' Touched his sense moistened remembered. Hidden under wild ferns on Howth. Below us bay sleeping: sky. No sound. The sky. The bay purple by the Lion's head. Green by Drumleck. Yellowgreen towards Sutton. Fields of undersea, the lines faint brown in grass, buried cities. Pillowed on my coat she had her hair, earwigs in the heather scrub my hand under her nape, you'll toss me all. O wonder! Coolsoft with ointments her hand touched me, caressed: her eyes upon me did not turn away. Ravished over her I lay, full lips full open, kissed her mouth. Yum. Softly she gave me in my mouth the seedcake warm and chewed. Mawkish pulp her mouth had mumbled sweetsour of her spittle. Joy: I ate it: joy. Young life, her lips that gave me pouting. Soft, warm, sticky gumjelly lips. Flowers her eyes were, take me, willing eyes. Pebbles fell. She lay still. A goat. No-one. High on Ben Howth rhododendrons a nannygoat walking surefooted, dropping currants. Screened under ferns she laughed warmfolded. Wildly I lay on her, kissed her: eyes, her lips, her stretched neck beating, woman's breasts full in her blouse of nun's veiling, fat nipples upright. Hot I tongued her. She kissed me. I was kissed. All yielding she tossed my hair. Kissed, she kissed me.'

    Which is like the kiss given by Anna Livia at the end of the Wake 'Lps. The keys to. Given.'

    This is from Boucicault's Arrah-na-Pogue (Arrah of the kiss). She helps her foster brother, Beamish MacCoul, escape from Wicklow jail the day before his hanging by passing him instructions on a piece of paper in a kiss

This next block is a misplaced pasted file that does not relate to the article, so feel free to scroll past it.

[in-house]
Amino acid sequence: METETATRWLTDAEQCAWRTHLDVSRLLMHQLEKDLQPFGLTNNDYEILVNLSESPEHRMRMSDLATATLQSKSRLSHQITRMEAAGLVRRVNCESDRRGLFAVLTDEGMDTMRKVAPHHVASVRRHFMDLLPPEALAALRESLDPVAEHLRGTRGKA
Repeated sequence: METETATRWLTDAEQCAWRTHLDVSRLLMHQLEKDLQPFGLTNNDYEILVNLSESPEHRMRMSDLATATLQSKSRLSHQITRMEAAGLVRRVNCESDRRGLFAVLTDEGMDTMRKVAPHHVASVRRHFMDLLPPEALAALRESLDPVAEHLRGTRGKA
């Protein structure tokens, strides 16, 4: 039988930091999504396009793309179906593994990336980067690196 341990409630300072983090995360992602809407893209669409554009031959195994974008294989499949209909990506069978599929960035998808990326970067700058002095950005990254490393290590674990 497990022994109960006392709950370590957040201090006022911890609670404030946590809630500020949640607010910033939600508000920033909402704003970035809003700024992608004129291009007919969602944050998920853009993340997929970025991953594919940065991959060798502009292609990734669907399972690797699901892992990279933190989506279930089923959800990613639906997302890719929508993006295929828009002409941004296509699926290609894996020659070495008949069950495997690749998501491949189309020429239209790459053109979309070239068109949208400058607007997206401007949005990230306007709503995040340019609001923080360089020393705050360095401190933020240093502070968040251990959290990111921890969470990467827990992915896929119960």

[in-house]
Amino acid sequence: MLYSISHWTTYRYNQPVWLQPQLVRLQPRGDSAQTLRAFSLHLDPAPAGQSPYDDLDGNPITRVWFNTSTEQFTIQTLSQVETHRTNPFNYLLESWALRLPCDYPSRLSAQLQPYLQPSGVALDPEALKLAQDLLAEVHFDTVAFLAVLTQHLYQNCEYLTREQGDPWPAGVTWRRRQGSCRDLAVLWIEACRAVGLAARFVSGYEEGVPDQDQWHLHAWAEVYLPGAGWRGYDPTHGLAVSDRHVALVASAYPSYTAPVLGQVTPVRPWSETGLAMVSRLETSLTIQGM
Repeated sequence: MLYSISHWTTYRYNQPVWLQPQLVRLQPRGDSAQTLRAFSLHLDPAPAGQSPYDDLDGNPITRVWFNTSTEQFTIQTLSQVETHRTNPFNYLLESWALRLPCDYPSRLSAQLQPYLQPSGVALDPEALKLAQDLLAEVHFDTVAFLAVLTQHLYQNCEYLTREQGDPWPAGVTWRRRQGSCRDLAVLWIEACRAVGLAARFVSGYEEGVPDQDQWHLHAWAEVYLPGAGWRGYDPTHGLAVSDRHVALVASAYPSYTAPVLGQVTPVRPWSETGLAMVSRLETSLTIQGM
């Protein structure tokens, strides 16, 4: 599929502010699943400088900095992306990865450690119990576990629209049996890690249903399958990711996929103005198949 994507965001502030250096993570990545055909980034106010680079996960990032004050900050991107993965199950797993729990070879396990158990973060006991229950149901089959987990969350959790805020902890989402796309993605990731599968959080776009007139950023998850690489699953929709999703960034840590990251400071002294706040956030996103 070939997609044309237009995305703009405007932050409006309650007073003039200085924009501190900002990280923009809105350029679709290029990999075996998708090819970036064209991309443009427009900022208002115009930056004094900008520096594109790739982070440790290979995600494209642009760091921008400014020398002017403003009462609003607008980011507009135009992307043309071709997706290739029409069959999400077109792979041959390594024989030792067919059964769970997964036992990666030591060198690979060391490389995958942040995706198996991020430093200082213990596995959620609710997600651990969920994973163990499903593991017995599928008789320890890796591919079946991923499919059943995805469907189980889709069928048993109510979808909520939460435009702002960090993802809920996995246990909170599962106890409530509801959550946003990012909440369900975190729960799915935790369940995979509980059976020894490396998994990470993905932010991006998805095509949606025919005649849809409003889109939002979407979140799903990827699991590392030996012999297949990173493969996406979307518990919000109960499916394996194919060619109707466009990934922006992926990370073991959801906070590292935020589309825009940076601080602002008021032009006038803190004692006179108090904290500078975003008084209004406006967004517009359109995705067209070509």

Sean: She had rowled it up and put it in her mouth, and when she saw her foster-brother she gave it to him in a kiss.
    Arragh: And that's why they call me Arrah-n-Pogue.

    J.S.Atherton discusses this at length in The Books at the Wake:

    'This is the scene to which Joyce's four old men are referring when they speak of 'the good old days of Dion Boucicault the elder, in Arrah-na-Pogue, in the otherworld of the passing of the key of Two-tongue Common' (385.2). The last words of the Wake: 'Lps. The keys to. Given!' derive much of their meaning from the same source. A meaning which can be expressed quite simply as that it is Love which is the basis of our existence.
    This symbol taken from Boucicault - the passing on of a message from a woman to a man by a kiss - was used by Joyce in Ulysses. It is significant that it was seed-cake that Molly put into Bloom's mouth from her own. Boucicault's Sean uses the same image in the first scene with Arrah: 'There's a griddle in the middle of your own face, Arrah, that has a cake on it always warm and reday to stop a boy's mouth.'

    See also 'one of those pure clean lupstucks of yours thankfully, Arragh of the passkeys' 460.02

    It's important that this 'key in my kiss' is a Letter. So it ties in with the whole Letter theme of this page and the book. Another way of reading the ending is that 'The keys to. Given!' refers to the book which Joyce has now given to us.

    'If it's me chews to swallow all you saidn't you can eat my words for it as sure as there's a key in my kiss.' 279.F8